“One by one, and for no good reason, in order to gratify the whim of the residents, whose minds are as vacillating as the winds, you have ruthlessly taken away this honor and shattered the only monuments to many of them.

“Calhoun was changed to Piedmont and absolutely no benefit has been derived therefrom.

“Loyd to Central avenue, and lots on that street bring no more per front foot.

“Collins to Courtland, and yet Maison de Joie still flourish furnishing superior facilities for our sons to prostitute their persons, debauch their souls and cut each other down in midnight drunken brawls.

“You robbed Joseph Thompson, the father of Mrs. Richard Peters, Mrs. Thomas M. Clarke, Joseph and Edgar Thompson, of the tribute paid to him because, by your permissions, the street had become disreputable.

“A rose by any other name would smell as sweet,” and Madison avenue today with its cess pools and slimy sewers of men’s passions, its supurating sores, its reeking ulcers on the social body, emits its stinking odors as high toward the heavens as Thompson street ever did.

Clean the Streets.

“If our only monuments of marble and bronze, erected to Hill and Grady, were to become damaged or discolored, would you change their names or cleanse them? In all respect to you gentlemen, I say that your duty was to remove the stain from the streets rather than efface the tribute to the memory of the grand men who had been thus honored.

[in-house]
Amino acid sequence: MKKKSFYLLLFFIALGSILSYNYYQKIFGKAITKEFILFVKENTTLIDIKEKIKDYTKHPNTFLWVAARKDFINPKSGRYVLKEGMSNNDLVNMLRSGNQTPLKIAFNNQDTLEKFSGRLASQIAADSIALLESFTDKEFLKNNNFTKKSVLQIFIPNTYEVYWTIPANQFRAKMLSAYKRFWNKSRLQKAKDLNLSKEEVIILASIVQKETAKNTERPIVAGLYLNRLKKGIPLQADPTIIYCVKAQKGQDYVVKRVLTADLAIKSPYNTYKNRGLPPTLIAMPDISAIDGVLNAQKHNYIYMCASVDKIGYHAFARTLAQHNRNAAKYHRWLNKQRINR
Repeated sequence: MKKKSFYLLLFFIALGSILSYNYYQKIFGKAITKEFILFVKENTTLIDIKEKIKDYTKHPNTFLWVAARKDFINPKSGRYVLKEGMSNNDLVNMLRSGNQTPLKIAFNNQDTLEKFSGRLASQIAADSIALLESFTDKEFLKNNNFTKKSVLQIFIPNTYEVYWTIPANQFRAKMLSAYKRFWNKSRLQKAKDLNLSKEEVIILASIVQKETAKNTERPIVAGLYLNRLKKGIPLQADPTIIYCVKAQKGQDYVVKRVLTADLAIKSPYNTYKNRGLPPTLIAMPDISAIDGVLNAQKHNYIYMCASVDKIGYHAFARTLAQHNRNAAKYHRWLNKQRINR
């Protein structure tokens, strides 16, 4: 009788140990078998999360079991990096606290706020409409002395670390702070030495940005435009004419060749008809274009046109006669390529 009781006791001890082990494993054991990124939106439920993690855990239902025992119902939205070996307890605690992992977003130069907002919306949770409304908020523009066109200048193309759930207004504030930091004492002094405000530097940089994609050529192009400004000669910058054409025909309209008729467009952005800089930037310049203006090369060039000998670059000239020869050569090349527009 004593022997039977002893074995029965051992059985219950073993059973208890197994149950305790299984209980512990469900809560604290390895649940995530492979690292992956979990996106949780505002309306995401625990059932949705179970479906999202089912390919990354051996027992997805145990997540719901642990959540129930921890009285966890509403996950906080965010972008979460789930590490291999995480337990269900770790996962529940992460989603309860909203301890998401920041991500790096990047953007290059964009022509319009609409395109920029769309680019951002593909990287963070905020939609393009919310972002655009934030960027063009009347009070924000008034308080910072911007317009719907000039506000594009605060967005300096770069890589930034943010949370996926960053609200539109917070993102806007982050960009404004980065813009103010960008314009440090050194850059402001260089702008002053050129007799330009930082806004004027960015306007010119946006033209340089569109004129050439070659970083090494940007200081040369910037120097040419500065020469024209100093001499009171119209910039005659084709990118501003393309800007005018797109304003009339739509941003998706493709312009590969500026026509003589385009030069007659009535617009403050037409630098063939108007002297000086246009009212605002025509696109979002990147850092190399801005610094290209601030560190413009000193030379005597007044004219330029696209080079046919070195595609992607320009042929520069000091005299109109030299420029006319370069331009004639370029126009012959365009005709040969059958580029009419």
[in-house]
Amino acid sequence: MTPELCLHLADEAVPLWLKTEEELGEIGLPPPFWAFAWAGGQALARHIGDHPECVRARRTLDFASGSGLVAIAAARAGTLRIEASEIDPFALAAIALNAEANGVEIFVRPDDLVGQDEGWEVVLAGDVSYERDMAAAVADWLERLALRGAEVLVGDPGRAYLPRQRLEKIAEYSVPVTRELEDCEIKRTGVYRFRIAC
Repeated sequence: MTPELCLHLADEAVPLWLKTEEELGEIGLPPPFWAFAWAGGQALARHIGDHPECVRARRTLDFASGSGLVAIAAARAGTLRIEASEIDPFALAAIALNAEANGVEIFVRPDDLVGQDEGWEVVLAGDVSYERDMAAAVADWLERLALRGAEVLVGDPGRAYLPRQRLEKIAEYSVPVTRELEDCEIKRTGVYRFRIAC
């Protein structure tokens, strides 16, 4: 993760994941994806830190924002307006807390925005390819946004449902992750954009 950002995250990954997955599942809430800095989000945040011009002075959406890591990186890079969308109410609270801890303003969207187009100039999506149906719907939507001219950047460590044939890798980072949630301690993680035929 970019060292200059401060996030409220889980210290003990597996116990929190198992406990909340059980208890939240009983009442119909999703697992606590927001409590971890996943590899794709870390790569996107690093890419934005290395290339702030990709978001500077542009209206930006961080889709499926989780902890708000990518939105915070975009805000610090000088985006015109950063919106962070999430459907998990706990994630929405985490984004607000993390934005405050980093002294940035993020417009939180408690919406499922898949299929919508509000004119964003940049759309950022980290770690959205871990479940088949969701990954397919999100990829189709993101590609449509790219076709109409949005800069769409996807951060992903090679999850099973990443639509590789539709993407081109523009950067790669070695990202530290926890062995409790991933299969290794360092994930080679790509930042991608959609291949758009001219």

“In West End, near my home, are two streets named for the two heroes, Lee and Gordon, and on the north side, Forrest avenue, named for the recklessly valiant genius, whose name I am proud to bear.

“A councilman who would even suggest a change of these names would bring down upon himself the condemnation of his constituents, and the resolution if read in this chamber would be drowned with hisses.

“The names of these heroes are reverenced by us because they led in the fight for principles and for a cause we love and yet I say to you that in the battle of building up our city and its enterprises, Thompson, Calhoun, Colliers, Smith, Peters and others fought just as valiantly, ever ready to lay upon the altar their labor, their fortunes or their lives.

“I submit that aside from the legal authority with which you may be clothed, viewing this matter in its broader sense of right and justice, you really have no right to make such changes, and I apeal to you in behalf of the families of these pioneers who did more for our city than any man who lives today and in behalf of the business men and citizens at large, to put a stop to this absolutely unnecessary and confusing custom of changing the names of streets.”

Councilman Winn, who presented the resolution changing the name of Smith street, stated that he had done so because the residents of the thoroughfare had requested him to have the name changed.

The report of the street committee was adopted and the name of Smith street from Whitehall to Glenn streets, will therefore be known in the future as Whitehall place if the mayor approves.